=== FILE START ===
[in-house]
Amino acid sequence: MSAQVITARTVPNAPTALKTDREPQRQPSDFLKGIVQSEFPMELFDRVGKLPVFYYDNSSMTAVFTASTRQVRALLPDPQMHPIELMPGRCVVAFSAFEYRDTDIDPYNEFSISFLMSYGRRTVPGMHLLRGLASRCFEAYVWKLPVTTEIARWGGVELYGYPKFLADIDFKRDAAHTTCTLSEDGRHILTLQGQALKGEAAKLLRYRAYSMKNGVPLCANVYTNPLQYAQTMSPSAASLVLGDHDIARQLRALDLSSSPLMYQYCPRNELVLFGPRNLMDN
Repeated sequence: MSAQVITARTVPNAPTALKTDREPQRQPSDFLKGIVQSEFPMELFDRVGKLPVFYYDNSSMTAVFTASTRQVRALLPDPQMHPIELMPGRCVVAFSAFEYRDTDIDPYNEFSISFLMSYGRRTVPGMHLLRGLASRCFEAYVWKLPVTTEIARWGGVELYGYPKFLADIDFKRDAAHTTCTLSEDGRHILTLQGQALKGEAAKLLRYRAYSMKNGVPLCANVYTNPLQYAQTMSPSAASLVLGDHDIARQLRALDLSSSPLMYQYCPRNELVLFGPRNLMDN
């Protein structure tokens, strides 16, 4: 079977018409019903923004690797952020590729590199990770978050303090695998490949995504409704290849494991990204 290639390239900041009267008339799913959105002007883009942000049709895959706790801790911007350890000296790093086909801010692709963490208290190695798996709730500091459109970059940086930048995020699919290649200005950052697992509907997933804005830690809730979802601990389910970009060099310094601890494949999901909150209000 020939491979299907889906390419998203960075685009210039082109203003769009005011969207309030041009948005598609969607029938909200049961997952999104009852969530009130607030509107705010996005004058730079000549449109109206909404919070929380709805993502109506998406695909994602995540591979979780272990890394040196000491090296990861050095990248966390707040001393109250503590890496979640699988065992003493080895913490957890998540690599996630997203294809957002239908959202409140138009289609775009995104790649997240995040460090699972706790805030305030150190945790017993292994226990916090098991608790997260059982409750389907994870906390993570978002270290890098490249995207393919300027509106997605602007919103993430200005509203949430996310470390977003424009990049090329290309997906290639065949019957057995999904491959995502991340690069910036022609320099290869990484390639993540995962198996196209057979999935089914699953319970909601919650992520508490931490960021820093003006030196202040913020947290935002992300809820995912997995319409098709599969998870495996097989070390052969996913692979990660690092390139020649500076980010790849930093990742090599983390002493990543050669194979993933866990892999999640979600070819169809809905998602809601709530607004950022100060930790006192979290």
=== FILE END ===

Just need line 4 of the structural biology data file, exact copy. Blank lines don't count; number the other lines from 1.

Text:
């Protein structure tokens, strides 16, 4: 079977018409019903923004690797952020590729590199990770978050303090695998490949995504409704290849494991990204 290639390239900041009267008339799913959105002007883009942000049709895959706790801790911007350890000296790093086909801010692709963490208290190695798996709730500091459109970059940086930048995020699919290649200005950052697992509907997933804005830690809730979802601990389910970009060099310094601890494949999901909150209000 020939491979299907889906390419998203960075685009210039082109203003769009005011969207309030041009948005598609969607029938909200049961997952999104009852969530009130607030509107705010996005004058730079000549449109109206909404919070929380709805993502109506998406695909994602995540591979979780272990890394040196000491090296990861050095990248966390707040001393109250503590890496979640699988065992003493080895913490957890998540690599996630997203294809957002239908959202409140138009289609775009995104790649997240995040460090699972706790805030305030150190945790017993292994226990916090098991608790997260059982409750389907994870906390993570978002270290890098490249995207393919300027509106997605602007919103993430200005509203949430996310470390977003424009990049090329290309997906290639065949019957057995999904491959995502991340690069910036022609320099290869990484390639993540995962198996196209057979999935089914699953319970909601919650992520508490931490960021820093003006030196202040913020947290935002992300809820995912997995319409098709599969998870495996097989070390052969996913692979990660690092390139020649500076980010790849930093990742090599983390002493990543050669194979993933866990892999999640979600070819169809809905998602809601709530607004950022100060930790006192979290």